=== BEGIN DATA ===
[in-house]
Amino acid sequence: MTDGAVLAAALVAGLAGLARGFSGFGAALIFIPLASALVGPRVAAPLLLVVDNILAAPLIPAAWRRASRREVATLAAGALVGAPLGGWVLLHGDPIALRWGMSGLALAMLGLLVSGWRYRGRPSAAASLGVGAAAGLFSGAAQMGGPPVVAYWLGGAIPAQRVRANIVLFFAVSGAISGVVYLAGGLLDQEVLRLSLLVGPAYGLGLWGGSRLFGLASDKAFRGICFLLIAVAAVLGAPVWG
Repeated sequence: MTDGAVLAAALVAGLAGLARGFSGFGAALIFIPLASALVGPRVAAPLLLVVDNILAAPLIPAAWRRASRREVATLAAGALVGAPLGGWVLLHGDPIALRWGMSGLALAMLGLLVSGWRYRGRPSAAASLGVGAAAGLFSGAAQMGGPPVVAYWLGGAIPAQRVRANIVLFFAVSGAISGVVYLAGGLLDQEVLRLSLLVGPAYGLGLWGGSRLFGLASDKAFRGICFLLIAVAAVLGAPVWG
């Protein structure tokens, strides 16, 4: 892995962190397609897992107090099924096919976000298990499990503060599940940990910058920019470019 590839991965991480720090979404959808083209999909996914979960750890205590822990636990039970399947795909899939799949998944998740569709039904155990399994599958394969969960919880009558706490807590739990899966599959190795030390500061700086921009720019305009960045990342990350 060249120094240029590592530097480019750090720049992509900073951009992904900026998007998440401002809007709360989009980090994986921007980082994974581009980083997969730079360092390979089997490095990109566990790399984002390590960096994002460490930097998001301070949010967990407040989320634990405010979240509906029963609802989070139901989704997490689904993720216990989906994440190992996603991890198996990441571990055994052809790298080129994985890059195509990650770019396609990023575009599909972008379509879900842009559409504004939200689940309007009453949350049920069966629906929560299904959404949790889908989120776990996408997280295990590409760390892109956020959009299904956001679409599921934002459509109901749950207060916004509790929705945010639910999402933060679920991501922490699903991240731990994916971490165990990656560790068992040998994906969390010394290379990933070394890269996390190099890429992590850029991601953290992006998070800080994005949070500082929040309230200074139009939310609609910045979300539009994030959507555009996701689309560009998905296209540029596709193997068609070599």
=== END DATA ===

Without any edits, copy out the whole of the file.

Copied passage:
[in-house]
Amino acid sequence: MTDGAVLAAALVAGLAGLARGFSGFGAALIFIPLASALVGPRVAAPLLLVVDNILAAPLIPAAWRRASRREVATLAAGALVGAPLGGWVLLHGDPIALRWGMSGLALAMLGLLVSGWRYRGRPSAAASLGVGAAAGLFSGAAQMGGPPVVAYWLGGAIPAQRVRANIVLFFAVSGAISGVVYLAGGLLDQEVLRLSLLVGPAYGLGLWGGSRLFGLASDKAFRGICFLLIAVAAVLGAPVWG
Repeated sequence: MTDGAVLAAALVAGLAGLARGFSGFGAALIFIPLASALVGPRVAAPLLLVVDNILAAPLIPAAWRRASRREVATLAAGALVGAPLGGWVLLHGDPIALRWGMSGLALAMLGLLVSGWRYRGRPSAAASLGVGAAAGLFSGAAQMGGPPVVAYWLGGAIPAQRVRANIVLFFAVSGAISGVVYLAGGLLDQEVLRLSLLVGPAYGLGLWGGSRLFGLASDKAFRGICFLLIAVAAVLGAPVWG
């Protein structure tokens, strides 16, 4: 892995962190397609897992107090099924096919976000298990499990503060599940940990910058920019470019 590839991965991480720090979404959808083209999909996914979960750890205590822990636990039970399947795909899939799949998944998740569709039904155990399994599958394969969960919880009558706490807590739990899966599959190795030390500061700086921009720019305009960045990342990350 060249120094240029590592530097480019750090720049992509900073951009992904900026998007998440401002809007709360989009980090994986921007980082994974581009980083997969730079360092390979089997490095990109566990790399984002390590960096994002460490930097998001301070949010967990407040989320634990405010979240509906029963609802989070139901989704997490689904993720216990989906994440190992996603991890198996990441571990055994052809790298080129994985890059195509990650770019396609990023575009599909972008379509879900842009559409504004939200689940309007009453949350049920069966629906929560299904959404949790889908989120776990996408997280295990590409760390892109956020959009299904956001679409599921934002459509109901749950207060916004509790929705945010639910999402933060679920991501922490699903991240731990994916971490165990990656560790068992040998994906969390010394290379990933070394890269996390190099890429992590850029991601953290992006998070800080994005949070500082929040309230200074139009939310609609910045979300539009994030959507555009996701689309560009998905296209540029596709193997068609070599």